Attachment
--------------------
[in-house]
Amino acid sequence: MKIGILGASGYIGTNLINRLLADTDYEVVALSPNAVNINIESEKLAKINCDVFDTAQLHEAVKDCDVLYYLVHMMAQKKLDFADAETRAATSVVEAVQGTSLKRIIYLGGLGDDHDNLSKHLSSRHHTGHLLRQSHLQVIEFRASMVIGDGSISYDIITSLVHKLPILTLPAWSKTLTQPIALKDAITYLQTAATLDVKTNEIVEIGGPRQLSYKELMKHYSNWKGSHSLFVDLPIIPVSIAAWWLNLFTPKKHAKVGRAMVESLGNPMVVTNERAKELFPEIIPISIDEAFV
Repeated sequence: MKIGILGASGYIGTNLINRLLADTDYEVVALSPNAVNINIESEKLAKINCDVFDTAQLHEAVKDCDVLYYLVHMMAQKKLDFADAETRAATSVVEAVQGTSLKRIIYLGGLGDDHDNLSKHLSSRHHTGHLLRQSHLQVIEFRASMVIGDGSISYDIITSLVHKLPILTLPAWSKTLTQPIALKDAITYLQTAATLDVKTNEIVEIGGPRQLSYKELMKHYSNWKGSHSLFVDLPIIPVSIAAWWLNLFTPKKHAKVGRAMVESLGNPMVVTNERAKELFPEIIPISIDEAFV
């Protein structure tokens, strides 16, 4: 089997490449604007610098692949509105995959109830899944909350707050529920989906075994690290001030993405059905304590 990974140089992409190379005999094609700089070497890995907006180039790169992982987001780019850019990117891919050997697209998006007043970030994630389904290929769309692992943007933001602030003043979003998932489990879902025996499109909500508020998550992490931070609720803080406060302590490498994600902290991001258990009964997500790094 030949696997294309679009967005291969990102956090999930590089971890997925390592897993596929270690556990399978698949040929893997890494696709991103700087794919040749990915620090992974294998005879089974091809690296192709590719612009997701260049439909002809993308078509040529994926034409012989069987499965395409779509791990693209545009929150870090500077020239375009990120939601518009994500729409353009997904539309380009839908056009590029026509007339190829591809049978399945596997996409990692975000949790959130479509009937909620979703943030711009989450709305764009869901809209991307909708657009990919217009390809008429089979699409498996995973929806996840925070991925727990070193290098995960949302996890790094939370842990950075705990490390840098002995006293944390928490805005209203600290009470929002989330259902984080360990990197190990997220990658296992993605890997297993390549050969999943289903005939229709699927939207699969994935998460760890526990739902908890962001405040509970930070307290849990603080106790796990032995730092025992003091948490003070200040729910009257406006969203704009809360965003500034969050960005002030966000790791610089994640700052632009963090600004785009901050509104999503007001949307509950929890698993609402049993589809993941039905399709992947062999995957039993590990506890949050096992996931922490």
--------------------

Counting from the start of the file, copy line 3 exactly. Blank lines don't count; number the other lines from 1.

Repeated sequence: MKIGILGASGYIGTNLINRLLADTDYEVVALSPNAVNINIESEKLAKINCDVFDTAQLHEAVKDCDVLYYLVHMMAQKKLDFADAETRAATSVVEAVQGTSLKRIIYLGGLGDDHDNLSKHLSSRHHTGHLLRQSHLQVIEFRASMVIGDGSISYDIITSLVHKLPILTLPAWSKTLTQPIALKDAITYLQTAATLDVKTNEIVEIGGPRQLSYKELMKHYSNWKGSHSLFVDLPIIPVSIAAWWLNLFTPKKHAKVGRAMVESLGNPMVVTNERAKELFPEIIPISIDEAFV